Peer Program Assists Remote Student Learners

One-hundred eighty-five students in grades 7-12 are participating in a new program this year called PASS Online (Peer Academic Study Support-Online).

PASS Online is a peer-support program aimed at providing academic support to CBA students who are remotely attending school from home.  Students attending school on a hybrid schedule provide consistent communication to their classmates who, during the COVID-19 pandemic, do not attend school in person, and are 100% remote learners.

PASS Online was designed to keep remote learners more “in the loop” with what is occurring in the classroom.  The information exchanged and regularly communicated is related to lessons covered in class, assignments, activities, and assessments. 

“When the reopening committees met and completed their work this summer, we were reminded to look at the challenges facing our students, faculty, and staff through our uniquely Lasallian lens,” Steve Garraffo, Assistant Principal for Academic Affairs said.  “This PASS Online program is just that; CBA students helping other CBA students. Both sides are living out the principles set forth by St. John Baptist de La Salle.  The Lasallian historian Brother Luke Salm described this type of relationship as “authentic community.”  Here, he said, is the special place “where persons meet persons, where mind speaks to mind and heart to heart, where the learning experience is shared with persons who can call each other friends.” 

The program does not replace communication with the teachers; 100% remote students continue to communicate through email, zoom, and other ways of conferencing. It does, however, provide for the remote learners another student’s summary and explanation of class and lesson components. 

Besides the obvious benefit of access to class and lesson information, other noteworthy benefits of the program include students helping students and the building of a deeper sense of community at CBA. 

“Many reports have shown that this practice of students helping other students to learn increases the academic achievement of both groups of students and helps to develop stronger communication and social skills,”Garraffo added.

Sophomore Max Wysocki and junior Kami Petrosillo are two students who are in the PASS Online program helping remote students.Max Wysocki

“Whether it be a little detail on a test or a due date for an assignment, it is my job to help students who can’t come to school for important reasons to be informed on what happens in the classroom,” Wysocki said.  “Some things that I will do is give students information on either a test or answer a question about the homework. This program is really important because some students can’t come to school even if they really want to because they are restricted in some sort of way due to COVID-19. It is really important to me that all kids who can’t come to school can feel like they are present and sitting in the classroom even though they are not.”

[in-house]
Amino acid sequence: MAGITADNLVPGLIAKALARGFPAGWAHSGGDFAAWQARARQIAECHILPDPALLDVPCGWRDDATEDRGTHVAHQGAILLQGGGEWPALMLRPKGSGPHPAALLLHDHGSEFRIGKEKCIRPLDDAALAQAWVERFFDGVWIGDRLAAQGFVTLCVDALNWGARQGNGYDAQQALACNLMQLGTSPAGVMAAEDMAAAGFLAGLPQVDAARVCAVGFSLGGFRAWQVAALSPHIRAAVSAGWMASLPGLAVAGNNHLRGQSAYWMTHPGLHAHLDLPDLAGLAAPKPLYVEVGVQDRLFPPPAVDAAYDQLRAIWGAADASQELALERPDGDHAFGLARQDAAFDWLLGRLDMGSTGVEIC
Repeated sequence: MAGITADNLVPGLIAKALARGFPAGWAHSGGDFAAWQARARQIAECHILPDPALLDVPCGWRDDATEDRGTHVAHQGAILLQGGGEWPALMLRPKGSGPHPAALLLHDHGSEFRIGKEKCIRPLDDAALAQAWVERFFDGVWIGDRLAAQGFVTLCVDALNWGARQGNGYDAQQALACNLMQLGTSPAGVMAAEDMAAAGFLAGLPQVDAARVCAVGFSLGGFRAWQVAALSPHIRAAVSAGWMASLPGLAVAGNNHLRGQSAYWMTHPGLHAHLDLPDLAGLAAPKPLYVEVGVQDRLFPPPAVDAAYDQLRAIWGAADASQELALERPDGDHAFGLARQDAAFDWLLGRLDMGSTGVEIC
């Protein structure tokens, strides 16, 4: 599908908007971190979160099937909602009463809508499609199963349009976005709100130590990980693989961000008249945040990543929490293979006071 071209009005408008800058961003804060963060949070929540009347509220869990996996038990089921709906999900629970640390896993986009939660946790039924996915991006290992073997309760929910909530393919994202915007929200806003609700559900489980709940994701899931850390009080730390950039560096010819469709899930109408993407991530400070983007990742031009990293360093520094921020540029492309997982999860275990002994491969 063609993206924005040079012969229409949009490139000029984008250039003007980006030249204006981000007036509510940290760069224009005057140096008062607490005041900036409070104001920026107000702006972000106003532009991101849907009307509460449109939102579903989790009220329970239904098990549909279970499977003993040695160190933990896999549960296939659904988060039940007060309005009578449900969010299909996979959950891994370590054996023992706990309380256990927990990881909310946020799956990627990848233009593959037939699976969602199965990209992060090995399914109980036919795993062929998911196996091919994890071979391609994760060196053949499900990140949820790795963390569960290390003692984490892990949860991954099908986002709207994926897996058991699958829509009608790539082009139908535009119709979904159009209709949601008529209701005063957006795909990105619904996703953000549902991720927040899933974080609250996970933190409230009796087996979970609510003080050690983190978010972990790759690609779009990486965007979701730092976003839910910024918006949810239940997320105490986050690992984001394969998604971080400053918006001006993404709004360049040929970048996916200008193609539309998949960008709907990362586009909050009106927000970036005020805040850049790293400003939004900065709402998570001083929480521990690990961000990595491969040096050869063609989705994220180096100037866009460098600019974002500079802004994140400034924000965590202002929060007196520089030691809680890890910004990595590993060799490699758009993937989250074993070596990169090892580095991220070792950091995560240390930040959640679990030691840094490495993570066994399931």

Kami Petrosillo

Petrosillo was fortunate to be paired with one of her good friends, Adithi Varakantam.

“We were friends beforehand, so we already had a solid line of communication between us. We usually catch up with one another a couple times a week where I am able to discuss with her what’s been going on inside the classroom,” Petrosillo shared. “I’ll tell her about the things that Mrs. Burdick said in AP Bio or about the tangents we often go down, just to try and make Adithi feel included as if she were in school. Not being in school is hard because you lose the aspect of being social with people, so whatever I can do to make her feel included is what I’ll do.”

Petrosillo said that Varakantam helps her in return with her AP US History class.

“With a class like that and all its work, we like to call each other and try to do some of the work together. She is incredibly smart and can often provide me with insights on our work and how to get things done. What’s nice about the PASS program is that even though it’s in place to help our peers who are fully remote, oftentimes they can help us just as much in return.”